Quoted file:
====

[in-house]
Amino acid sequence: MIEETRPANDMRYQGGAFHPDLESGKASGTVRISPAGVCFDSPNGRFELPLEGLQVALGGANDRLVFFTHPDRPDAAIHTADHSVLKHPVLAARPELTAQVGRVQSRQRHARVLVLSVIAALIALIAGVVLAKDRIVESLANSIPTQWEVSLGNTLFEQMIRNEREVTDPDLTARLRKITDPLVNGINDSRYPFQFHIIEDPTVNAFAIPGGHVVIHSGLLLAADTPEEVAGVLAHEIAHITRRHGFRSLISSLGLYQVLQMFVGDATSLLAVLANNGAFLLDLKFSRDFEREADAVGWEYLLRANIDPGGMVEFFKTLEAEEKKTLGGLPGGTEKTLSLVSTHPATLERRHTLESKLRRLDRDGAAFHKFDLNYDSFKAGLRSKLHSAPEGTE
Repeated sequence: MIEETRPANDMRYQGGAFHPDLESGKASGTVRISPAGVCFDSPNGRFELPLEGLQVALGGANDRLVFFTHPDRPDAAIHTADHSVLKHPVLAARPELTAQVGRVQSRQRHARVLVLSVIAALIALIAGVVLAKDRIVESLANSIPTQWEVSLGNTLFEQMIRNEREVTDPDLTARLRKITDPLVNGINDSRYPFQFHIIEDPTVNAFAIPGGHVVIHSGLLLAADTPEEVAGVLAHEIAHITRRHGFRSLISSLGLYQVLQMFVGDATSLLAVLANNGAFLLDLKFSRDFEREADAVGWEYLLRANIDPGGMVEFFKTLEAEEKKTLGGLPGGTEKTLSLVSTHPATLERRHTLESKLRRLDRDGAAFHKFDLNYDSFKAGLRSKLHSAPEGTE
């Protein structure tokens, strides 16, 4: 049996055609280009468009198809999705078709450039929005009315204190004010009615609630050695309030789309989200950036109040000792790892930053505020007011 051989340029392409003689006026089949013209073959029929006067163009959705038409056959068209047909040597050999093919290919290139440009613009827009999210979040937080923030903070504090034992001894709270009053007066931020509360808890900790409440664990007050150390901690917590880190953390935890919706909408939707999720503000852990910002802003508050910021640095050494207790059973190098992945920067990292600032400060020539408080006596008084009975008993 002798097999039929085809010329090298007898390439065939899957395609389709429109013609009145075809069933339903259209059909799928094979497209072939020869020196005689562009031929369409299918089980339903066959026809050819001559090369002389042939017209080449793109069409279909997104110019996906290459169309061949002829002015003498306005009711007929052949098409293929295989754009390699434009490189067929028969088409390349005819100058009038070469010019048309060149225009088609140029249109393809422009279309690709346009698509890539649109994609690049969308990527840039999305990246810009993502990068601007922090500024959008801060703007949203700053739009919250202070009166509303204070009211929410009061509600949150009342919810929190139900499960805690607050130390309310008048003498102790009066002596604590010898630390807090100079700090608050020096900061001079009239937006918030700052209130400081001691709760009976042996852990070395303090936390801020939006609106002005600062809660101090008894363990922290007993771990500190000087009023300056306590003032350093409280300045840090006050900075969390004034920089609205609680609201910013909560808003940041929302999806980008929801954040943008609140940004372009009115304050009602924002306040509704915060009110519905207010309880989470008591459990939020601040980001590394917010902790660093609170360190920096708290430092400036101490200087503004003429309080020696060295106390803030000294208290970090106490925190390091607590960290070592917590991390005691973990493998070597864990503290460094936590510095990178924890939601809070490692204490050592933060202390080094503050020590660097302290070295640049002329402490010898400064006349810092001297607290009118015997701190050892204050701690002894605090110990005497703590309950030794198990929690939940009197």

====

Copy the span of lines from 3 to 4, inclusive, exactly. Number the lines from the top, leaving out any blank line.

Repeated sequence: MIEETRPANDMRYQGGAFHPDLESGKASGTVRISPAGVCFDSPNGRFELPLEGLQVALGGANDRLVFFTHPDRPDAAIHTADHSVLKHPVLAARPELTAQVGRVQSRQRHARVLVLSVIAALIALIAGVVLAKDRIVESLANSIPTQWEVSLGNTLFEQMIRNEREVTDPDLTARLRKITDPLVNGINDSRYPFQFHIIEDPTVNAFAIPGGHVVIHSGLLLAADTPEEVAGVLAHEIAHITRRHGFRSLISSLGLYQVLQMFVGDATSLLAVLANNGAFLLDLKFSRDFEREADAVGWEYLLRANIDPGGMVEFFKTLEAEEKKTLGGLPGGTEKTLSLVSTHPATLERRHTLESKLRRLDRDGAAFHKFDLNYDSFKAGLRSKLHSAPEGTE
């Protein structure tokens, strides 16, 4: 049996055609280009468009198809999705078709450039929005009315204190004010009615609630050695309030789309989200950036109040000792790892930053505020007011 051989340029392409003689006026089949013209073959029929006067163009959705038409056959068209047909040597050999093919290919290139440009613009827009999210979040937080923030903070504090034992001894709270009053007066931020509360808890900790409440664990007050150390901690917590880190953390935890919706909408939707999720503000852990910002802003508050910021640095050494207790059973190098992945920067990292600032400060020539408080006596008084009975008993 002798097999039929085809010329090298007898390439065939899957395609389709429109013609009145075809069933339903259209059909799928094979497209072939020869020196005689562009031929369409299918089980339903066959026809050819001559090369002389042939017209080449793109069409279909997104110019996906290459169309061949002829002015003498306005009711007929052949098409293929295989754009390699434009490189067929028969088409390349005819100058009038070469010019048309060149225009088609140029249109393809422009279309690709346009698509890539649109994609690049969308990527840039999305990246810009993502990068601007922090500024959008801060703007949203700053739009919250202070009166509303204070009211929410009061509600949150009342919810929190139900499960805690607050130390309310008048003498102790009066002596604590010898630390807090100079700090608050020096900061001079009239937006918030700052209130400081001691709760009976042996852990070395303090936390801020939006609106002005600062809660101090008894363990922290007993771990500190000087009023300056306590003032350093409280300045840090006050900075969390004034920089609205609680609201910013909560808003940041929302999806980008929801954040943008609140940004372009009115304050009602924002306040509704915060009110519905207010309880989470008591459990939020601040980001590394917010902790660093609170360190920096708290430092400036101490200087503004003429309080020696060295106390803030000294208290970090106490925190390091607590960290070592917590991390005691973990493998070597864990503290460094936590510095990178924890939601809070490692204490050592933060202390080094503050020590660097302290070295640049002329402490010898400064006349810092001297607290009118015997701190050892204050701690002894605090110990005497703590309950030794198990929690939940009197």